Journal of Applied Electrochemistry

, Volume 48, Issue 6, pp 651–662 | Cite as

Effect of the pore size and surface modification of porous glass membranes on vanadium redox-flow battery performance

  • H. MögelinEmail author
  • A. Barascu
  • S. Krenkel
  • D. Enke
  • T. Turek
  • U. Kunz
Research Article


Porous glass (PG) offers the ability to vary pore sizes and modify surfaces, allowing membranes to be tailored for a given electrochemical application. In this contribution, the application of PG in all-vanadium redox-flow batteries (VFB) and the effect of surface modification with sulfonic acid groups were investigated, and the results were compared with those from well-known polymeric membranes. The performance of native and surface-modified PG membranes with pore sizes ranging from 2 to 20 nm and thicknesses of 300 and 500 µm was investigated by examining their self-discharge behavior, polarization curves and area resistance. A maximum power density of 77 mW cm−2 at a current density of 110 mA cm−2 was observed with the modified membrane 505FDS, and this density is approximately half the power density achieved with Nafion™ 117. The results can be related to the small vanadium crossover, high conductivity and chemical stability. Therefore, the great potential of PG membranes as separators in VFBs was shown.

Graphical Abstract


Vanadium redox-flow battery Porous glass membrane Pore size Surface modification 



The authors would like to thank the Energy Research Center of Lower Saxony (Energie-Forschungszentrum Niedersachsen) and are grateful for the funding provided by the Deutsche Forschungsgemeinschaft (DFG) [Project Numbers KU 853/15-1 and EN 942/6-1]. Additionally, the authors would like to thank Eisenhuth GmbH & Co. KG for providing bipolar plates and gaskets and their very constructive cooperation.

Supplementary material

10800_2018_1201_MOESM1_ESM.docx (40 kb)
Supplementary material 1 (DOCX 39 KB)


  1. 1.
    Fabjan C, Garche J, Harrer B, Jörissen L, Kolbeck C, Philippi F, Thomazic G, Wagner F (2001) The vanadium redox-battery: an efficient storage unit for photovoltaic systems. Electrochim Acta 47:825–831CrossRefGoogle Scholar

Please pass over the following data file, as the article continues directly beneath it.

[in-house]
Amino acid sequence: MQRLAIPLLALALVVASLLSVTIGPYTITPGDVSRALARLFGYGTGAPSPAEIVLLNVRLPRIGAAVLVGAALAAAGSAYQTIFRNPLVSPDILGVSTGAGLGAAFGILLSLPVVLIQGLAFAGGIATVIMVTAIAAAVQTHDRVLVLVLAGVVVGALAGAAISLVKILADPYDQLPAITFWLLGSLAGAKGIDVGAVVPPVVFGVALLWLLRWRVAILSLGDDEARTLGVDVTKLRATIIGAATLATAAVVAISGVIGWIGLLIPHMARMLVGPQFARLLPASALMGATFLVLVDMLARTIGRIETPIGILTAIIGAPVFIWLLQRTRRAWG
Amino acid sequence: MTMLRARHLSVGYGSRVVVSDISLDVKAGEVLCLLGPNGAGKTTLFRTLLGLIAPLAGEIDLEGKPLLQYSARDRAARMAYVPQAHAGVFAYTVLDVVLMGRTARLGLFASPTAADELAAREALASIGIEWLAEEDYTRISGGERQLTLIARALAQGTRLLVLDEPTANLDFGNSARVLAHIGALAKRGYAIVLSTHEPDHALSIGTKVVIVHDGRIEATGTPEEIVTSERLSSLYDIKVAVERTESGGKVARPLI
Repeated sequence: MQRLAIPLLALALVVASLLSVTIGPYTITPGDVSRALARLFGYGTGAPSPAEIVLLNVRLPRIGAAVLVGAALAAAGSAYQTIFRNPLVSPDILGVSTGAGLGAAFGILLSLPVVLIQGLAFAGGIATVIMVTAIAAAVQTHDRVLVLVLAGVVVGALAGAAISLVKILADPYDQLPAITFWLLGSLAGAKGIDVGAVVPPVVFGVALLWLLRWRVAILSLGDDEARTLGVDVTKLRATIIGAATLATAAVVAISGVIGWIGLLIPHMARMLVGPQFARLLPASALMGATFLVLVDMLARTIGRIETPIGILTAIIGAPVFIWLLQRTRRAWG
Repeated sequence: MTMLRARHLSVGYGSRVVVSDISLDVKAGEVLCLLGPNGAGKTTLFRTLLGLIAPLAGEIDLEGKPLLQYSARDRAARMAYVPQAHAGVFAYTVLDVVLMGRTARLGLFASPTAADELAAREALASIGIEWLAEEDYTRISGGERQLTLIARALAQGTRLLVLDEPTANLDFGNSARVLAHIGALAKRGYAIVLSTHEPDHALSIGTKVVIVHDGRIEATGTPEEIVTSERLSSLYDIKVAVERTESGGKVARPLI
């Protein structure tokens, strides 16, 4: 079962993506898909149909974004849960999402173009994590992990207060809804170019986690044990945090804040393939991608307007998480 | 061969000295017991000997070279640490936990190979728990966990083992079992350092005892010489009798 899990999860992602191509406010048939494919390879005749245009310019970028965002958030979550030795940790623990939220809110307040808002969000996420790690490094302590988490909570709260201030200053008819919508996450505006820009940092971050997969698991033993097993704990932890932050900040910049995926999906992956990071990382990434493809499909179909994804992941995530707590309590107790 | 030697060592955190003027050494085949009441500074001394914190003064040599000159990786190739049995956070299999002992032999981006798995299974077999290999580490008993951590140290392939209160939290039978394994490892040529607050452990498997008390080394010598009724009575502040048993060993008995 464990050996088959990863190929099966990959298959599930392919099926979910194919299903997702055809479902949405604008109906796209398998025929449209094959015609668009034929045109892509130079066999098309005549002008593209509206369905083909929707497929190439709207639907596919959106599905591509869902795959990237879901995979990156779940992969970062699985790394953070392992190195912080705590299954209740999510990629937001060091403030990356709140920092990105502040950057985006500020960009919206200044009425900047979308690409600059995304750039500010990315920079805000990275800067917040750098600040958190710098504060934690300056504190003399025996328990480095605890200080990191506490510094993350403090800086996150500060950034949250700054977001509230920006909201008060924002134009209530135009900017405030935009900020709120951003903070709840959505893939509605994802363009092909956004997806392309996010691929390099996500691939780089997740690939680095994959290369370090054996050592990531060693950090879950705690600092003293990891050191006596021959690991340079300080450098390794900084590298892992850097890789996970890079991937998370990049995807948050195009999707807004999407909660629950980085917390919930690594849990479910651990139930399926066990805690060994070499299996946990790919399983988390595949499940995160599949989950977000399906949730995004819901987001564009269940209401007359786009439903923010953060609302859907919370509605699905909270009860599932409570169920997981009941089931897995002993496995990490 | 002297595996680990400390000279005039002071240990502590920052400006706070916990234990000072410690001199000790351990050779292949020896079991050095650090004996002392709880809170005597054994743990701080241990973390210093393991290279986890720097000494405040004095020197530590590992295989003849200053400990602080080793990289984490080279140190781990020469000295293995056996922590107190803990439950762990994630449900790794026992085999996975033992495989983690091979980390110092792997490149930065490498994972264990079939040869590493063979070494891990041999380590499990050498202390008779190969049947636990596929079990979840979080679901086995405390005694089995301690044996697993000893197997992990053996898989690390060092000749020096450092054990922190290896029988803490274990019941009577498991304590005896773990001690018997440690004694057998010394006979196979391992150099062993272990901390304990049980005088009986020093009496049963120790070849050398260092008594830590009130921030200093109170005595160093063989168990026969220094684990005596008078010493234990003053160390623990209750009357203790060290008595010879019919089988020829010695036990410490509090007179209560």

2. 2.
    Jörissen L, Garche J, Fabjan C, Thomazic G (2004) Possible use of vanadium redox-flow batteries for energy storage in small grids and stand-alone photovoltaic systems. J Power Sources 127:98–104CrossRefGoogle Scholar
  3. 3.
    Chae S, Luo T, Moon GH, Ogieglo W, Kang YS, Wessling M (2016) Ultra-high proton/vanadium selectivity for hydrophobic polymer membranes with intrinsic nanopores for redox flow battery. Adv Energy Mater 6:1600517CrossRefGoogle Scholar
  4. 4.
    Park M, Ryu J, Wang W, Cho J (2016) Material design and engineering of next-generation flow-battery technologies, Nat Rev Mater. CrossRefGoogle Scholar
  5. 5.
    Leung P, Shah AA, Sanz L, Flox C, Morante JR, Xu Q, Mohamed MR, Ponce C, de Leon FC, Walsh (2017) Recent developments in organic redox flow batteries: a critical review. J Power Sources 360:243–283CrossRefGoogle Scholar
  6. 6.
    Leung P, Li X, Ponce de León C, Berlouis L, Low CTJ, Walsh FC (2012) Progress in redox flow batteries, remaining challenges and their applications in energy storage. R Soc Chem Adv 2:10125–10156Google Scholar
  7. 7.
    Ponce de León C, Frías-Ferrer A, González-García J, Szánto DA, Walsh FC (2006) Redox flow cells for energy conversion. J Power Sources 160:716–732CrossRefGoogle Scholar
  8. 8.
    Arenas-Martínez LF, Ponce de León C, Walsh FC (2017) Engineering aspects of the design, construction and performance of modular redox flow batteries for energy storage. J Energy Storage 11:119–153CrossRefGoogle Scholar
  9. 9.
    Kear G, Sha AA, Walsh FC (2011) Development of the all-vanadium redox flow battery or energy storage: a review of technological, financial and policy aspects. Int J Energy Res 36:1105–1120CrossRefGoogle Scholar
  10. 10.
    Minke C, Turek T (2018) Materials, system designs and modelling approaches in techno-economic assessment of all-vanadium redox flow batteries—a review. J Power Sources 376:66–81CrossRefGoogle Scholar
  11. 11.
    Skyllas-Kazacos M, Rychcik M, Robins RG, Fane AG, Green MA (1986) New all-vanadium redox flow cell. J Electrochem Soc. Accelerated Brief Communication,Google Scholar
  12. 12.
    Roznyatovskaya N, Herr T, Küttinger M, Fühl M, Noack J, Pinkwart K, Tübke J (2016) Towards an all-vanadium redox-flow battery electrolyte: electrooxidation of V(III) in V(IV)/V(III) redox couple. J Power Sources 302:79–83CrossRefGoogle Scholar
  13. 13.
    Parasuraman A, Lim TM, Menictas C, Skyllas-Kazacos M (2013) Review of material research and development for vanadium redox flow battery applications. Electrochim Acta 101:27–40CrossRefGoogle Scholar
  14. 14.
    Xi J, Wu Z, Qiu X, Chen L (2007) Nafion/SiO2 hybrid membrane for vanadium redox flow battery. J Power Sources 166:531–536CrossRefGoogle Scholar
  15. 15.
    Zhang H, Zhang H, Li X, Mai Z, Wei W (2012) Silica modified nanofiltration membranes with improved selectivity for redox flow battery application. Energy Environ Sci 5:6299–6303CrossRefGoogle Scholar